The SquishBox is a MIDI sound module built around the Raspberry Pi that adds a high-quality sound card, some simple controls to change settings, a little screen to tell you what it's doing, and fits in a cool stompbox-sized case. It runs the versatile, open-source, and free FluidSynth, which lets you choose from the tons of soundfonts available on the internet, so you have access to instruments such as pianos, organs, and guitars that you can play right out of the box, but you can also create your own synths and effects that you can model and tweak. I wrote FluidPatcher, a customizable synthesizer interface, and created a series of lesson videos that teach you how to create complex performance patches that split and/or layer sounds in endless ways on your instrument's keys or controls, activate and control built-in effects, arpeggiate notes, trigger sequences, play MIDI files, send and route MIDI messages, and more. It also leverages the Pi's wifi to provide a browser-based file manager so the user can easily edit patches and upload soundfonts.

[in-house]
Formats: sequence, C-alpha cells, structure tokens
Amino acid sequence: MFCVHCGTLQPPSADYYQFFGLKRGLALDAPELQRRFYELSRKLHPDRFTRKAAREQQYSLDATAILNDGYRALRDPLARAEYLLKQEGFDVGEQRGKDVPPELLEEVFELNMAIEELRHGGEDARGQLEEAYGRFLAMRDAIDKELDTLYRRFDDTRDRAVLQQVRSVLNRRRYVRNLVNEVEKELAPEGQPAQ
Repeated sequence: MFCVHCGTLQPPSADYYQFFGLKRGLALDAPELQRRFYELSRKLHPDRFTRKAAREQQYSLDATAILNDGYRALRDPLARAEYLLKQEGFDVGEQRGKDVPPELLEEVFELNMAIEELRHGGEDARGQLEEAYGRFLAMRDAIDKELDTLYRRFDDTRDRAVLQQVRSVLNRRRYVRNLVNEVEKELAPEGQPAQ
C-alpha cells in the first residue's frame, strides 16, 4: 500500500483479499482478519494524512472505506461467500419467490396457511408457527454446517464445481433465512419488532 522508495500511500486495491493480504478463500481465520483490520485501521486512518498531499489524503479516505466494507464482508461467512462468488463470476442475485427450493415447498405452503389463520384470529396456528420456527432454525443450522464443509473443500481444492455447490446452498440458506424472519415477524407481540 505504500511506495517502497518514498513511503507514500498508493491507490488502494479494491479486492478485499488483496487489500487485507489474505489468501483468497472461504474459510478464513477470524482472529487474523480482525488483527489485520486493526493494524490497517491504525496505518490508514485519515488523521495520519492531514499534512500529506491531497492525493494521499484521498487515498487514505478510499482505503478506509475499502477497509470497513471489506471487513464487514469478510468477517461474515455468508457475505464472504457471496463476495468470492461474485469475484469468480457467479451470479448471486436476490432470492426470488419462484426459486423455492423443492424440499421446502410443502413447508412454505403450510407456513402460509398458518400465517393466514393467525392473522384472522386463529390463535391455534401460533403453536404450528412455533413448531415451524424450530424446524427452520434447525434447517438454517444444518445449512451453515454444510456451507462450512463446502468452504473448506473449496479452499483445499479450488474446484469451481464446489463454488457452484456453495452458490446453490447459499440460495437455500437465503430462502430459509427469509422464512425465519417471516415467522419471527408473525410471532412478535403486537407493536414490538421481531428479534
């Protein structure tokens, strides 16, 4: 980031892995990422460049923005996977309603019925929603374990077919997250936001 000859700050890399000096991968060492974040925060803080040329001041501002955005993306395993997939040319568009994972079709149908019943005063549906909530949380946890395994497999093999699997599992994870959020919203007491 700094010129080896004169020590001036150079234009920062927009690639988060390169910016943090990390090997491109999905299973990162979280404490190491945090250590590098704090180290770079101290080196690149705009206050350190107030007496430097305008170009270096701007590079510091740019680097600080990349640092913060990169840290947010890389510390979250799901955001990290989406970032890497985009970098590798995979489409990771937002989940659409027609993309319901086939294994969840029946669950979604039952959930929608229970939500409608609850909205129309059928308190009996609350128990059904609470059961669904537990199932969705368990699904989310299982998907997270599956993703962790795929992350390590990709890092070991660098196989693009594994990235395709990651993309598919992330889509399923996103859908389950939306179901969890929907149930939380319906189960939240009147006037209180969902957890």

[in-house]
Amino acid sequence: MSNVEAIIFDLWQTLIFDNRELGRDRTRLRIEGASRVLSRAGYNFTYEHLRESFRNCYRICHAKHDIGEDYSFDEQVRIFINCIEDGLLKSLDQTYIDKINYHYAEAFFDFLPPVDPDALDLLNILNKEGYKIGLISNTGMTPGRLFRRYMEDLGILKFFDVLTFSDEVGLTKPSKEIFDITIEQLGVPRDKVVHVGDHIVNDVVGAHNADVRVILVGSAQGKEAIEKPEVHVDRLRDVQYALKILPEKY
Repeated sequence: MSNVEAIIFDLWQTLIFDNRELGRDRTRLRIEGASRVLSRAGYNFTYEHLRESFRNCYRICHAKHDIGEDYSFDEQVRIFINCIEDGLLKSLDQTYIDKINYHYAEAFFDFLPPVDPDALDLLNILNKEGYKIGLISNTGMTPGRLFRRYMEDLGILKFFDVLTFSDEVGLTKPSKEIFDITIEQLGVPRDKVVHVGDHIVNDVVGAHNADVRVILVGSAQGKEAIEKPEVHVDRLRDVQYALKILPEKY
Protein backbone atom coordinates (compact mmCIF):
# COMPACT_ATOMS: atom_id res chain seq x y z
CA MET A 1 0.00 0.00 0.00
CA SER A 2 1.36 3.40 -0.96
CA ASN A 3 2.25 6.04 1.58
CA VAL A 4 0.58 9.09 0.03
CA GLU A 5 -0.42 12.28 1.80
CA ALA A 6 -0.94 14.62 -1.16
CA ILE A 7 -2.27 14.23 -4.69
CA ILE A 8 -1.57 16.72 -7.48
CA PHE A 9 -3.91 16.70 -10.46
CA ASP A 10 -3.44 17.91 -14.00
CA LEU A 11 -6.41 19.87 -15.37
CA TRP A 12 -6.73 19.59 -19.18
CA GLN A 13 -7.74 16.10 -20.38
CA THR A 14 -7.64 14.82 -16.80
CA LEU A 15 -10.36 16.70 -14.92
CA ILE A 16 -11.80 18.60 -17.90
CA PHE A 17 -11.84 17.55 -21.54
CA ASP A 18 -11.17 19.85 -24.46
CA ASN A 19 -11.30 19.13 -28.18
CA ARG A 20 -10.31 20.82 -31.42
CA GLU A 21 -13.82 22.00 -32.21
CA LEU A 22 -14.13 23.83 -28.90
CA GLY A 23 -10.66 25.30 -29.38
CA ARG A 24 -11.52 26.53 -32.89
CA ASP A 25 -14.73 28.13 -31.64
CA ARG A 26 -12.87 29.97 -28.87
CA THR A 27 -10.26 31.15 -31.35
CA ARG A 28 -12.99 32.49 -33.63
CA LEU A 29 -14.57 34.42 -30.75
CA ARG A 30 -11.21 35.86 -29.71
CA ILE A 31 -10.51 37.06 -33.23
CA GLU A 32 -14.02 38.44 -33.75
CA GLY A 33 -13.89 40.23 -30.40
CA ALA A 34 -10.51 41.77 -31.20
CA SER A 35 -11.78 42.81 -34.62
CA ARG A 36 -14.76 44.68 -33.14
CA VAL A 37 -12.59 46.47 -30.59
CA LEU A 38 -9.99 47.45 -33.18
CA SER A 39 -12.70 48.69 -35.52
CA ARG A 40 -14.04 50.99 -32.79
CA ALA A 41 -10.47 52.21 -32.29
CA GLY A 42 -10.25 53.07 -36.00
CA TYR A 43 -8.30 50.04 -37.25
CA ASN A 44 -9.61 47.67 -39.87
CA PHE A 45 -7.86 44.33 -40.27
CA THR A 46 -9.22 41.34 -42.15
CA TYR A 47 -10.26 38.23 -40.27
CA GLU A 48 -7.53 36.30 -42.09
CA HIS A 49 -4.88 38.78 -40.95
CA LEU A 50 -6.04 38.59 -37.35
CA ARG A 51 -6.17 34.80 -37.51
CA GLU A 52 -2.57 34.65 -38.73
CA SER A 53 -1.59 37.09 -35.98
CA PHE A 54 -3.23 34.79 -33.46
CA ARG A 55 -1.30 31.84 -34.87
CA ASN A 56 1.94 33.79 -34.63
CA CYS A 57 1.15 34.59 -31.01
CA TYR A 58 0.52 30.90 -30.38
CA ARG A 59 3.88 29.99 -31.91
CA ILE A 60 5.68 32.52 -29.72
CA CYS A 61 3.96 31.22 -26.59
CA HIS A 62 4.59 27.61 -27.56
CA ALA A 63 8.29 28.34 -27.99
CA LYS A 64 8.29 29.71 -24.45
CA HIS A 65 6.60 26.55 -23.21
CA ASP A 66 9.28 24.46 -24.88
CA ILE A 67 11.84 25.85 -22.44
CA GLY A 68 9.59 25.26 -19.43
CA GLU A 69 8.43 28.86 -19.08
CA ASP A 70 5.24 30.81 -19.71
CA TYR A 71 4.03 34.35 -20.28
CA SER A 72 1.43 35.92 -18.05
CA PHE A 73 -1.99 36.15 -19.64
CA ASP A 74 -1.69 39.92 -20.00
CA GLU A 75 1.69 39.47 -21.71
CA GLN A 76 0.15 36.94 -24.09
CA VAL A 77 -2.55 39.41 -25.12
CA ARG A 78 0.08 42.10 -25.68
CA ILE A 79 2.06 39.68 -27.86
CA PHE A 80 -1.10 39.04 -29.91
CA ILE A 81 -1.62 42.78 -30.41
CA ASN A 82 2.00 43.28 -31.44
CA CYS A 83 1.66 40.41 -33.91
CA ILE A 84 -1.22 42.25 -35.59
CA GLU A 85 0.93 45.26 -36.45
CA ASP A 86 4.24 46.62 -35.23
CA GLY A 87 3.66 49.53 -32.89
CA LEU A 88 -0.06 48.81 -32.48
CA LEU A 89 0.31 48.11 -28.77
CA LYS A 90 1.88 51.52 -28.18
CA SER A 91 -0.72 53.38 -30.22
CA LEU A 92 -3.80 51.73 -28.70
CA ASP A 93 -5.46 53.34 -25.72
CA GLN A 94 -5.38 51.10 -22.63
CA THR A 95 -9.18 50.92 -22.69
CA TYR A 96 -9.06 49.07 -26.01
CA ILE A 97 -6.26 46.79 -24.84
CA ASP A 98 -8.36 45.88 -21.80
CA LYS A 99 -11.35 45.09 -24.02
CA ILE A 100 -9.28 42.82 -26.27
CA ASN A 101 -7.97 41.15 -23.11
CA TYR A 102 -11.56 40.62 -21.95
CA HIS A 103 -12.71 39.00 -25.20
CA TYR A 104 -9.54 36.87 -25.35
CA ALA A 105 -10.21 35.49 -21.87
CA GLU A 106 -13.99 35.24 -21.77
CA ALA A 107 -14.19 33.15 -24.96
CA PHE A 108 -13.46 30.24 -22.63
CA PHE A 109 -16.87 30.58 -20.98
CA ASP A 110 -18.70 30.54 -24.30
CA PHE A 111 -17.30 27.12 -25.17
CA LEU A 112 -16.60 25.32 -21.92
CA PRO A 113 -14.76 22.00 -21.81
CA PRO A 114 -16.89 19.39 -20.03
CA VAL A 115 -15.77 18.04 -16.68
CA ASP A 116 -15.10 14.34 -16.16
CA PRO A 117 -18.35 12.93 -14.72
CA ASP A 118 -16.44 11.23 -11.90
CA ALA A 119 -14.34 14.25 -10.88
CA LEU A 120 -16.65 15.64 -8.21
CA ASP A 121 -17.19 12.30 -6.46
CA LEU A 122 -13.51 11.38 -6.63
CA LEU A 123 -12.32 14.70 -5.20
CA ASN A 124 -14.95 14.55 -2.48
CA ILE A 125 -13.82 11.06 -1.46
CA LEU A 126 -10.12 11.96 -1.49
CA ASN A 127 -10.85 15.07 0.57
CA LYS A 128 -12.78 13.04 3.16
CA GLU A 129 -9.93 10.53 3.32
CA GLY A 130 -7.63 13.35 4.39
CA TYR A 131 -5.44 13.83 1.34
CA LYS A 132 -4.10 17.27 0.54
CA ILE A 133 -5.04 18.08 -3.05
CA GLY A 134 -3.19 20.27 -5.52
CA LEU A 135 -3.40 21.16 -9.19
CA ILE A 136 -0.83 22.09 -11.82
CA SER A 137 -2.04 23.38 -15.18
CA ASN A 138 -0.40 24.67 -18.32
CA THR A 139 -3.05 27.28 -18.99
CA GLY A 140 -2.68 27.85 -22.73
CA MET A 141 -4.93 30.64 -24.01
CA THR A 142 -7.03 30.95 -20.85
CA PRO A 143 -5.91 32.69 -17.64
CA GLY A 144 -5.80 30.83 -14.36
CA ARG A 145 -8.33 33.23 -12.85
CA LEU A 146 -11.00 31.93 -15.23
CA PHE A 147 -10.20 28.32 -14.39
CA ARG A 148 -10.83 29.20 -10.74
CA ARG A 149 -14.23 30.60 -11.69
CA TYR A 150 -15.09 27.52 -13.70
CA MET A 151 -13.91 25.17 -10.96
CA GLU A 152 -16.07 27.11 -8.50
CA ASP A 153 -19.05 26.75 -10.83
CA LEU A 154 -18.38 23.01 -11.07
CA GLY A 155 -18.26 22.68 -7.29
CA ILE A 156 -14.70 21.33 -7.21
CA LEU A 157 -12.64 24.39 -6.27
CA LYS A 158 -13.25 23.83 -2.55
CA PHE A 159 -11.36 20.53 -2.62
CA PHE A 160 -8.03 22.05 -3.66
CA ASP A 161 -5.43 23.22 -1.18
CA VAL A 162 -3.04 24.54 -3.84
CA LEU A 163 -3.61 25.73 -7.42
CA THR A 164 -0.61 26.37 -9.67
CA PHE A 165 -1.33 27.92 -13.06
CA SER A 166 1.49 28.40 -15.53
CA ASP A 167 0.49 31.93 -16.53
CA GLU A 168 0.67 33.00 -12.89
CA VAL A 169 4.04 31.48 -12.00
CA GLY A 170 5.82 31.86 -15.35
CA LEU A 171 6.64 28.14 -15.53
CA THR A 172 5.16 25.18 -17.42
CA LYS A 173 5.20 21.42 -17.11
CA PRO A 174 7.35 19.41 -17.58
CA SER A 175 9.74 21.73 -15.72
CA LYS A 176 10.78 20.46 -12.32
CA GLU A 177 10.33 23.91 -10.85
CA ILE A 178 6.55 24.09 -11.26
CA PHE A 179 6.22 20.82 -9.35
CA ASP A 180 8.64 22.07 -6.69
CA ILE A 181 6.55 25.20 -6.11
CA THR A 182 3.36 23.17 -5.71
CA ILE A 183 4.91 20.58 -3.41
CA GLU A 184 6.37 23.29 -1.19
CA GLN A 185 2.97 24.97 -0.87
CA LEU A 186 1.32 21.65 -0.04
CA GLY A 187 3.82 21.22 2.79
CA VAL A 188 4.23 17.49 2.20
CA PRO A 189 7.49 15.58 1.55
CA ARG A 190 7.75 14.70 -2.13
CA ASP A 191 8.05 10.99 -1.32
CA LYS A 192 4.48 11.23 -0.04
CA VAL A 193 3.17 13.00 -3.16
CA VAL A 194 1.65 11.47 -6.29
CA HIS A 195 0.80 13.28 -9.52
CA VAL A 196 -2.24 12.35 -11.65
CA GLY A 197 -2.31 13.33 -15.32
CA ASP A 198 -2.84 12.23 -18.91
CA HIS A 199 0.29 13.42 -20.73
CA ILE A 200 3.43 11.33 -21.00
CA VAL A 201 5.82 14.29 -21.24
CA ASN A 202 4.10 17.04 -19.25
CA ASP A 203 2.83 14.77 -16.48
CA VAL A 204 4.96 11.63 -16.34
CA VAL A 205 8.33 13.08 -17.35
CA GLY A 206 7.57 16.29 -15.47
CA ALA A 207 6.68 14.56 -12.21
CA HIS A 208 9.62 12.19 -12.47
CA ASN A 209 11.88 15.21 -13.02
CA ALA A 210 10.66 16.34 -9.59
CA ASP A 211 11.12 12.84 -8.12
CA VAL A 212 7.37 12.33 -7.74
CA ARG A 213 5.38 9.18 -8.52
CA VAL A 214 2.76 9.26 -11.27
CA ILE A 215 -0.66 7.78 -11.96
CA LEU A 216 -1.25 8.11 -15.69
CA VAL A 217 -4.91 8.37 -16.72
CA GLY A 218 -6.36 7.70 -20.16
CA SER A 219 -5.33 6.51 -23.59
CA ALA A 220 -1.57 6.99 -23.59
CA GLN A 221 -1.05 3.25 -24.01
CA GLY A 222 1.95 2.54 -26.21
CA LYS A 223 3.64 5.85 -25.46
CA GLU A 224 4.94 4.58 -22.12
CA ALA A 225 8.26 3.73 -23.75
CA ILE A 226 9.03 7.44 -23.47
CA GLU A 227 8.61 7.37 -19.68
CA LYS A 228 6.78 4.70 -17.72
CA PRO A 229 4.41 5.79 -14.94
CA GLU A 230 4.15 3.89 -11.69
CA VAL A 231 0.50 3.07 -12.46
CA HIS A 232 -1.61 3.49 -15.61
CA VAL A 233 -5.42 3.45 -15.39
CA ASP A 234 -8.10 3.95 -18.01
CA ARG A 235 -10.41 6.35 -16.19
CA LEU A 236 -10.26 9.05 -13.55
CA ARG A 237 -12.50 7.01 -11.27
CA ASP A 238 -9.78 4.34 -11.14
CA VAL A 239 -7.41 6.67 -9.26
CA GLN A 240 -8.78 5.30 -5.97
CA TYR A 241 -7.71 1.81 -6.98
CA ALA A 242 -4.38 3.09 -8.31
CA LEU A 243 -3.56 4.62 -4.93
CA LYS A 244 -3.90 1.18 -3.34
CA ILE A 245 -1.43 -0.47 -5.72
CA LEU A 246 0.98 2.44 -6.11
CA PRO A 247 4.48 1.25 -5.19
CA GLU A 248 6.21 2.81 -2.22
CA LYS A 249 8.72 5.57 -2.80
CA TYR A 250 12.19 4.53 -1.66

This project owes a great deal to the people who have and who continue to contribute to FluidSynth. For a specification developed in the 90s for computer game music, soundfonts are surprisingly versatile. You can use soundfont modulators to control the synthesis parameters, and FluidSynth's built-in ability to activate LADSPA effects and route audio per MIDI channel to create effects chains makes it a surprisingly capable all-around synth. What it lacks is a way to quickly change these settings during a performance, which is what the SquishBox's patch interface provides. Instead of needing multiple devices (e.g. laptop, audio interface, MIDI/USB interface) for live MIDI performance, the SquishBox combines everything into one portable, super-customizable device. The bank file format is easy to understand (lesson videos are provided), and the software also has versions for desktop systems (Windows, Mac OS, Linux) so the user can create, edit, and test new patches live.